Biodiversity prospecting is the exploration of wild plants and animals for commercially valuable genetic and biochemical resources. Through the use of new biotechnology, genes from any plant or animal can be transferred to another. Plant and animal breeders, use genes found in wild species and genetically engineered organisms are now being used for new industrial applications such as mining, waste-water treatment and carbon-dioxide scrubbing. The different biochemicals produced by species are of considerable value in the pharmaceutical and pesticide industries. The numbers of biodiversity prospecting ventures are growing rapidly and the flurry of interest and enthusiasm in biodiversity prospecting is taking place in a policy vacuum.
India is rich in biological diversity and associated traditional and contemporary knowledge systems relating thereto. Conservative estimates have put the monetary value of medicinal plants related trade globally at over 68 billion (USD) with an expected growth to 5 trillion by the year 2050. According to the World Health Organization, traditional largely medicinal plants based systems continue to provide primary health care to over 80% of the world’s population. The World Bank in a study on world development has indicated that the gap between the haves and the have-nots may increase due to ownership of knowledge through Intellectual property Rights (IPRs). Patenting trends across the world shows that there is a spurt in R&D activity by other countries to exploit these vast traditional bio-resources for commercial gain leading to innovative product, processes and applications.
A sizable number of drugs are developed from plants. The majority of these involve the isolation of the active ingredient from the particular medicinal plant and its subsequent modification. A semi-synthetic analogue of such a compound could typically be a useful pharmaceutical product. Most of such drugs have been discovered with the aid of ethno- botanical knowledge of the traditional uses of the plant. The pharmaceutical company that makes such a drug also applies for some form of intellectual property protection, the most favored being the patent. If granted, the patent gives the company the right to prevent anyone else from manufacturing or selling the product. The company gets, in effect, a commercial monopoly. In addition, the source of the ethno-botanical knowledge is generally not mentioned. Thus both the credit for the product and the financial reward generally go to the company. The country from which the knowledge is obtained is simply treated as a source of raw material, whether of knowledge or of a biological resource.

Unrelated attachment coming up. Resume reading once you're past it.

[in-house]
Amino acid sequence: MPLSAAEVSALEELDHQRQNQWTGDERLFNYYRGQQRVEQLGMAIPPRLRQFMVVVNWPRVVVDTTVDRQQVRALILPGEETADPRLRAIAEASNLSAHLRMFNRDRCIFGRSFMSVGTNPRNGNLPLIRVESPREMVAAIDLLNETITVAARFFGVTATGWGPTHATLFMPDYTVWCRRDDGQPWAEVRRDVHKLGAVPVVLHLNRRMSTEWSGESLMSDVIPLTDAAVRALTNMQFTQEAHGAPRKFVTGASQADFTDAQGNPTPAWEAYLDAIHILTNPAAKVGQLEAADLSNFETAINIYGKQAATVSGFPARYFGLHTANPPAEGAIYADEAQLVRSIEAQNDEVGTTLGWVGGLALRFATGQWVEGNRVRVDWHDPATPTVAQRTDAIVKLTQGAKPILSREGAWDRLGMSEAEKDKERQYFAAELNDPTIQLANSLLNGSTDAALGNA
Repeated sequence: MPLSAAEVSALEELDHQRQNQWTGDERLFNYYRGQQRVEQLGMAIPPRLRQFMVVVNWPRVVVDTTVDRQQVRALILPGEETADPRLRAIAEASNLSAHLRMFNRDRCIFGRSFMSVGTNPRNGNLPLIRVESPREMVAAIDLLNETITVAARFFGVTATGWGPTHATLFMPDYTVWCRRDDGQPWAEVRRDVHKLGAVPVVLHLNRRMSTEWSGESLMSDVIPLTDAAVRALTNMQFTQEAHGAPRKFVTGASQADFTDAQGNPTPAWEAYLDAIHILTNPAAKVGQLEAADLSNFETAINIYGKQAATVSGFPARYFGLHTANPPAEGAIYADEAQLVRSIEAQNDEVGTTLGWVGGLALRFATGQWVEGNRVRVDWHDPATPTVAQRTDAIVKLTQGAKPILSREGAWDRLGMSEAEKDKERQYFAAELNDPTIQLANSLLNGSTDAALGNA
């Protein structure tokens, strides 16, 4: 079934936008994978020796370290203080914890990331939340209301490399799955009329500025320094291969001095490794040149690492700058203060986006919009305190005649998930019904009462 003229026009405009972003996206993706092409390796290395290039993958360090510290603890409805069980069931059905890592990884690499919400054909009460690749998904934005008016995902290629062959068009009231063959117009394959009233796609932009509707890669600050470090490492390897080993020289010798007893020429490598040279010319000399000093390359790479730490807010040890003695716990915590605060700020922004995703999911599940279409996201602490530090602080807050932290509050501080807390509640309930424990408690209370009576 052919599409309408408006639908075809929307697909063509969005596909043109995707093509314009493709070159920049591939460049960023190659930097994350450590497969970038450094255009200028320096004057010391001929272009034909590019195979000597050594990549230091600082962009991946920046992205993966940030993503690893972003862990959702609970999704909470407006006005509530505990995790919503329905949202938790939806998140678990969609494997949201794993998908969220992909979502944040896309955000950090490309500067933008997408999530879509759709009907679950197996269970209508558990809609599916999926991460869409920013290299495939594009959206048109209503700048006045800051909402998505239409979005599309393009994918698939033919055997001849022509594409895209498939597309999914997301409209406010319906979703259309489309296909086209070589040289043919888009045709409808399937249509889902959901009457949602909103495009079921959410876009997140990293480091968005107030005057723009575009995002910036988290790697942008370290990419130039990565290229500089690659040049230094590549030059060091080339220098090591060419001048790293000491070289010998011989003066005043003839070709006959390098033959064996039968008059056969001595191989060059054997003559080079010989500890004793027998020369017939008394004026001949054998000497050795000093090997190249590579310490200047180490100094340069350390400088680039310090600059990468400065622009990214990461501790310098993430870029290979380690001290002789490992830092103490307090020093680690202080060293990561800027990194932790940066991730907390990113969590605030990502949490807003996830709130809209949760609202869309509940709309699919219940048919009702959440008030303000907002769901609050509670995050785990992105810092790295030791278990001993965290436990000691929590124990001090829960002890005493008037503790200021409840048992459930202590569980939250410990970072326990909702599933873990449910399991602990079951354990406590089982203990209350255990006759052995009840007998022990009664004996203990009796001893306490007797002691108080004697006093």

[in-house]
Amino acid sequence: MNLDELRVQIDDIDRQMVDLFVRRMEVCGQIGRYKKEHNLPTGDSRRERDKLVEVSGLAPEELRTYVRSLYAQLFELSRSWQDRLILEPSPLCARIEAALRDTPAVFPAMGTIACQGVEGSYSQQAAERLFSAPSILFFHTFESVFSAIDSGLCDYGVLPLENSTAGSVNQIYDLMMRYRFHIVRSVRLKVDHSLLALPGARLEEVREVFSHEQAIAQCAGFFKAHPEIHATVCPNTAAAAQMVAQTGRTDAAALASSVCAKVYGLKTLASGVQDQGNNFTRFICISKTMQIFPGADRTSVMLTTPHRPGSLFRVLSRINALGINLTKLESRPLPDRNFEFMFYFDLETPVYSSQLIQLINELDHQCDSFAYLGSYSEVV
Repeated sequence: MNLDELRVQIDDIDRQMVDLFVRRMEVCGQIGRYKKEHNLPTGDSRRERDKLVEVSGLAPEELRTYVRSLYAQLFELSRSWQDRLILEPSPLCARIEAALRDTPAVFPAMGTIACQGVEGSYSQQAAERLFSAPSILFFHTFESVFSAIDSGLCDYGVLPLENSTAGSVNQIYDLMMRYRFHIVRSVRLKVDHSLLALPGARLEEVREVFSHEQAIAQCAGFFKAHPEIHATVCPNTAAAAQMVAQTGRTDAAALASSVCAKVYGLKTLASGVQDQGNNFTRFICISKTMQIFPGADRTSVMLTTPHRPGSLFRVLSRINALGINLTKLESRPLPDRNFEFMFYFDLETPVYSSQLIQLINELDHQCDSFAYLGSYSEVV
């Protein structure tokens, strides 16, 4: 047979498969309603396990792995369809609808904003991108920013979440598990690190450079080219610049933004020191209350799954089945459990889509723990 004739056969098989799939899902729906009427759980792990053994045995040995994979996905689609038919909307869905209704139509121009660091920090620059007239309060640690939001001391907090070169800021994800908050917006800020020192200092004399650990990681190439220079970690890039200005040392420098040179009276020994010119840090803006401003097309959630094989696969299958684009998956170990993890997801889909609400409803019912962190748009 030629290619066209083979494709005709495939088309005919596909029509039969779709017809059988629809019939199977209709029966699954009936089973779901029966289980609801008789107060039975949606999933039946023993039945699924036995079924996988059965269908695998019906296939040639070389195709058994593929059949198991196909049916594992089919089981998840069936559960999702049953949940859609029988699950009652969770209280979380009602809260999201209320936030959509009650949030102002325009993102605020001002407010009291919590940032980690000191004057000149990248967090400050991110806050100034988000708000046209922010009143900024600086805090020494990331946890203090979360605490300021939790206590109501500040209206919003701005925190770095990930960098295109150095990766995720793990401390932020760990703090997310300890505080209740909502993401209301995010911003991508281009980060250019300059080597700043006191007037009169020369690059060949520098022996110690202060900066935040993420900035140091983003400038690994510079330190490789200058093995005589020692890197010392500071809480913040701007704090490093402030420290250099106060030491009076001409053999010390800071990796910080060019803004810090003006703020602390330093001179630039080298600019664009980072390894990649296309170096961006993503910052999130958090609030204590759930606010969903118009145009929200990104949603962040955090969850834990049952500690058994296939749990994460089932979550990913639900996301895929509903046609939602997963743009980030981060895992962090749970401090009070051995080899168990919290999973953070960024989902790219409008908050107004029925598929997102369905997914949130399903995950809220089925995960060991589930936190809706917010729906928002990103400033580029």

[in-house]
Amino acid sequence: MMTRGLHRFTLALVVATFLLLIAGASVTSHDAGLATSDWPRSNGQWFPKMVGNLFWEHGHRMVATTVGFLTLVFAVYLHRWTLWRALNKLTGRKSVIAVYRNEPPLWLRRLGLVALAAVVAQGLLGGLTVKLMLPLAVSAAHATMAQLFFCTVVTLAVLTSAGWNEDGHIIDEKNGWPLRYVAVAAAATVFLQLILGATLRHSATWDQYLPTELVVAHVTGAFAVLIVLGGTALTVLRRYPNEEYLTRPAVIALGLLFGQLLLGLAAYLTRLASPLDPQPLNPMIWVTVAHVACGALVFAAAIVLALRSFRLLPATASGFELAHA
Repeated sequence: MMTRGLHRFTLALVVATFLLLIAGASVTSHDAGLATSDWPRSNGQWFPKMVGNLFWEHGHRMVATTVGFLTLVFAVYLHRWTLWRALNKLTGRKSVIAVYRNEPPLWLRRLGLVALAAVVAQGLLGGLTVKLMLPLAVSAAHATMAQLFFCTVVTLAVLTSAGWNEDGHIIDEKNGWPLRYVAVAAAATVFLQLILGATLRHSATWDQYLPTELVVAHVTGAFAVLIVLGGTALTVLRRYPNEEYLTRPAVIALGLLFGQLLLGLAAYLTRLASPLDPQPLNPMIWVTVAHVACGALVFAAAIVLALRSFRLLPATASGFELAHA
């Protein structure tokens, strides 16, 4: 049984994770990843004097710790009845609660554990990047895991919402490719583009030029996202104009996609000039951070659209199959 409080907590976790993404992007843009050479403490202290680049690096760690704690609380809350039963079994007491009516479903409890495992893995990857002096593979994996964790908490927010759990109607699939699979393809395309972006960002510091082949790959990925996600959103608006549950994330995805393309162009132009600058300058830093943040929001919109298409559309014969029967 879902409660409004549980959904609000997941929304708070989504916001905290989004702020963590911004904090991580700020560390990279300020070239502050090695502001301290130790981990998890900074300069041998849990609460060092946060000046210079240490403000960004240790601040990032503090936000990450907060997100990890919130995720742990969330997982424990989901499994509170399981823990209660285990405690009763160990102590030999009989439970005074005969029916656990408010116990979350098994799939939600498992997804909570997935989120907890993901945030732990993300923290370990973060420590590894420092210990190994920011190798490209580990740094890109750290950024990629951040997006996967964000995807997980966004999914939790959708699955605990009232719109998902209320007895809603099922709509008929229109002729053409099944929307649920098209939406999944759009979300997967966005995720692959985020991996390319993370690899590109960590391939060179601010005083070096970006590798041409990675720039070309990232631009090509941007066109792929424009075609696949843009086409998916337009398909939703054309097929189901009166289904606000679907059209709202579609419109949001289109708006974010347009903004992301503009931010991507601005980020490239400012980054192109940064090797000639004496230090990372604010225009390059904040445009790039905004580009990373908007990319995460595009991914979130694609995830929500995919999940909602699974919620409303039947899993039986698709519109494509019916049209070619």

The analysis of patenting activity in clove for example shows that there are about 594 patents relating to clove by countries such as USA, China and Japan with the overall thrust to make use of the properties of cloves or its extracts as ingredients in flavoring food and feed products, in medicine, dentifrice’s, surfactants and as an essence in cosmetics. However the resource rich countries such as India have not made any impact in this direction though there are still some gaps where no patents have been filed for example the use of clove in diabetes or tuberculosis and as a mulluscicidal or a nematidicidal. In contrast China has protected most of its traditional knowledge by granting patents.
Biotechnology and new patent laws have allowed companies to capitalize on even the smallest life forms. The E Merck pharmaceutical company has patented microbial samples from nine countries. The 'biopirates' are also on the lookout for profitable, patentable plants. In one remarkable example, several North American companies, including WR Grace, have been granted more than 30 US patents on the neem tree of India-- and not only on the tree, but also on the indigenous knowledge about its many uses.
In another act of biopiracy, two drugs derived from the rosy periwinkle -vincristine and vinblastine-earn $100 million annually for pharmaceutical giant Eli Lilly. The plant is indigenous to the rainforest of Madagascar, but the country has received nothing in return – these are obvious examples where biopiracy does not bring royalties to developing nations but instead increase profits to multi-national drug companies who by patenting TK, not only monopolize the drug market but are also in a position to sue indigenous people for the use of their own traditional medicines!
India, consists of plenty of flora and fauna and 65 crore-acres of land which gets plenty of sunshine so biomass energy is generated in copious amounts. We have massive genetic resources. There are several battles we have won for example, the Council of Scientific and Industrial Research (CSIR) against registering of turmeric patent in USA and the efforts CSIR scientists had to take against the US patent on Basmati rice.
Third world nations should form a strong base from which they can protect their national interests and biological resources. There are over 200 medicinal plants from our country which multinationals are trying to patent. India, with such a wide scientific base and cultural background should take the lead to stop biopiracy by multinational companies.